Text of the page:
Special Needs Guide to Nail Trimming

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Do you dread trimming your child’s nails? If your little one is on the autism spectrum or has sensory processing issues or sensitivities, grooming can be a very stressful situation for the both of you. Actually, “stressful” may not even accurately describe just how upsetting and frustrating it can be. You are not alone, and know that there are some tips a that may be able to help make life a little easier and lessen the stress. Read below for some helpful tips!

  1. Let’s face it, nail clippers can look scary. Try buying a pair of “kid-friendly” nail clippers that are more visually appealing. They sell cute animal clippers (ex: in the shape of a dino or dolphin).
  2. Re-evaluate your need to use nail CLIPPERS. If your child absolutely cannot tolerate nail cutting, experiment a little. Maybe using baby nail scissors that have a rounded tip will be less irritating for your child. Or maybe even try using a nail file. It takes much longer, but if your child is tolerant of the file versus the clippers, it’s a lot less stressful for the both of you!
  3. Before nail cutting, have your child squeeze putty, play-dough, or a stress-ball. You can give deep pressure “squeezes” to their shoulders/ arms or a lotion massage. The heavy work/ deep pressure input can help to reduce your child’s tactile sensitivity.
  4. Have your child hold a vibrating toy in his/her hands prior to or during nail clipping. The vibration helps to “desensitize” the area prior to nail clipping in the hope that it isn’t as bothersome. You can also “brush” each nail with a toothbrush prior to clipping each nail. If you really want to be snazzy, try using a vibrating toothbrush (the pressure from the bristles of the brush plus the vibration can really help to desensitize).
  5. Cut nails after bath-time when the nails are the softest (this will make them easier to cut). You can even try to cut them while your child is taking a bath.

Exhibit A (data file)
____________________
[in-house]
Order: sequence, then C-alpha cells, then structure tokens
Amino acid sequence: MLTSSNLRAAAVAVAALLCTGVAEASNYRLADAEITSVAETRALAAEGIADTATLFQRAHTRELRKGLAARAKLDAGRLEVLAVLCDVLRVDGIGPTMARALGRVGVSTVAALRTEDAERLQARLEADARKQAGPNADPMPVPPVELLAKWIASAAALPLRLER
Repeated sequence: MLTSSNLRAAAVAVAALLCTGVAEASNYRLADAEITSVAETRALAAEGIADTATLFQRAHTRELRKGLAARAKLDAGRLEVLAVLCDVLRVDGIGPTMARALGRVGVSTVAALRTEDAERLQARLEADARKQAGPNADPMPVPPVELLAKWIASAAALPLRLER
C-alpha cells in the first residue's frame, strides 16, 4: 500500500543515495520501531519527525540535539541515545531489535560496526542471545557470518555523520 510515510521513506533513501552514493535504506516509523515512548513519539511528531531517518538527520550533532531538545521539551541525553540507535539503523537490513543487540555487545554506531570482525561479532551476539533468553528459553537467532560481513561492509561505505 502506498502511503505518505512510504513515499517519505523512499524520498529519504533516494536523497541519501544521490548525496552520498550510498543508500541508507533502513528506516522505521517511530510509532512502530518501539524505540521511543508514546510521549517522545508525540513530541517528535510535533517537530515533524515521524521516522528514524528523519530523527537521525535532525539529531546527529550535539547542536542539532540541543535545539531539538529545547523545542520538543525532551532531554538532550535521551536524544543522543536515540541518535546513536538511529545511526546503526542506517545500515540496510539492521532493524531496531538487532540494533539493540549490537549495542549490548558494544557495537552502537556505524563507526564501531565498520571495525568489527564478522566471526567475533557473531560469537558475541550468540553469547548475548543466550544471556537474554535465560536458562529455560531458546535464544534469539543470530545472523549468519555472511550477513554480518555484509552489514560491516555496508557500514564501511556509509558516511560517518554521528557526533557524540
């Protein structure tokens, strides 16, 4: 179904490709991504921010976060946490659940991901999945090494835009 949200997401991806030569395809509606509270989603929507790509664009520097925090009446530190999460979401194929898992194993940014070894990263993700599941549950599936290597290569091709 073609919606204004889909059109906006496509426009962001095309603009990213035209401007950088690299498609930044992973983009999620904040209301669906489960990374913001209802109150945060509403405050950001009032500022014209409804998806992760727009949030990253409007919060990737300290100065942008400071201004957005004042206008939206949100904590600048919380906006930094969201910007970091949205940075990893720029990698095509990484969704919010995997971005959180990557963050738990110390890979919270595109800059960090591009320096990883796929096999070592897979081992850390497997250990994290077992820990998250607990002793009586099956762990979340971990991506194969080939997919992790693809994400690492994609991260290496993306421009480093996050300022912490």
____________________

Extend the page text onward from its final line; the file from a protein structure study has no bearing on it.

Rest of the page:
6. Press down gently on the center of each nail prior to clipping. This will temporarily reduce the sensitivity.
  7. Distraction. Cut nails while your child is watching a favorite TV show or movie.
  8. Depending on the age of your child and their fine motor/ grasping abilities, you may want to consider asking your child to cut their own fingernails. Sometimes being in control of the situation eases the sensory discomfort. Your child may become very upset when someone else is cutting their nails because they have absolutely no control over it, but be completely okay with doing it themselves. It’s worth giving it a shot…you may be surprised.
  9. Try not to cut the nail too short. Your child’s nail cutting issue may be more related to the sensation of the fingers AFTER nail cutting (the change in nail length can be a very bothersome, “annoying,” or even painful sensation)
  10. If your child is a very sound sleeper, you can try cutting nails at night while they are sleeping. Just use your judgement and caution with this because if your child wakes up during this, it could be very traumatizing for him/ her!!

Reminder:

*Please keep in mind that a child may not always have issues with nail cutting due to tactile sensitivities. It could be that he/she does not like the sound the clipper makes when it cuts the nail (the clicking noise). You may want to try letting your child listen to their favorite song on headphones during nail cutting or (as stated above) use baby scissors which produce no noise.

Best of luck! Hang in there and know it will get easier! If you have any thoughts or suggestions that have worked for your child that are not on the above list, please leave in the comments section below to help other parents going through the same challenges.

Author: Christina, OTR/L & Creator of Sensory TheraPLAY Box, LLC. (the monthly sensory toy box for children with autism and/ or sensory needs)

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www.sensorytheraplaybox.com

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Additional posts you may find helpful: 20 Calming Strategies for Children: Managing Anxiety & Stress

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